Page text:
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AI and literature: is it really all for the best?


Scene from Poetic_AI, called the world’s biggest AI exhibit, created entirely by an algorithm.

Karl Schroeder devotes his time to reading, studying, observing and imagining futuristic stories. Internationally renowned as one of the stars of science fiction, his books have inspired experts in new technologies and artificial intelligence (AI). In addition, he puts his imagination to work for companies and governments, to help them anticipate their technological, economic and social transformation. For the Canadian novelist and essayist, AI is more a cultural than a technological revolution – one that requires reflection on ethical, governance and legislation issues.

Karl Schroeder, interviewed by Marie Christine Pinault Desmoulins (UNESCO)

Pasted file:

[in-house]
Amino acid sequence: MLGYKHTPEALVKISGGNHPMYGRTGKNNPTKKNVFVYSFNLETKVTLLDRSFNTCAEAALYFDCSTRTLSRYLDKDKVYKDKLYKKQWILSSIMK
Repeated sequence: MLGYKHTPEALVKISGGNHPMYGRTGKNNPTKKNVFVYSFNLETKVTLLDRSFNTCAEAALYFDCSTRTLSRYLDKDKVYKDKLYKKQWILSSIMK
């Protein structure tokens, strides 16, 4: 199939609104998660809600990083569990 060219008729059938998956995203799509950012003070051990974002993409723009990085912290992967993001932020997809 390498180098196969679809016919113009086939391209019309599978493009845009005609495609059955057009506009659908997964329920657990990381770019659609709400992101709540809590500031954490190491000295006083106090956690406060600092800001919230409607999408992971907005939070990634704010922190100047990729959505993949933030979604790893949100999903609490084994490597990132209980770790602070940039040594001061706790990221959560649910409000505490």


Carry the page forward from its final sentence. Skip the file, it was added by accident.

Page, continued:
Besides your passion for digital and technological innovations, what are your sources of inspiration?

I devote a substantial part of my time to reading great philosophers. This allows me to have an overview, to consider the possible connections between technologies and societal movements. But, let me reassure you, I give just as much attention to the plot, so that my books are entertaining!

At the same time, the internet is an infinite source of information and distraction. Any navigation on the network is an opportunity for new discoveries that may encourage me to rethink, or even to change radically, everything I have just written. The internet really makes my research easier and I take only the best from it.

Do you foresee that AI could one day replace you as a writer?

At this time, I would equate the contribution of AI in my field to a randomization function, comparable to laying out a deck of cards, each of which could define a character, a scene, etc. For example, one of them could be “the king of the bad guys, he is next to a tower" and from there, I could develop a character, a plot.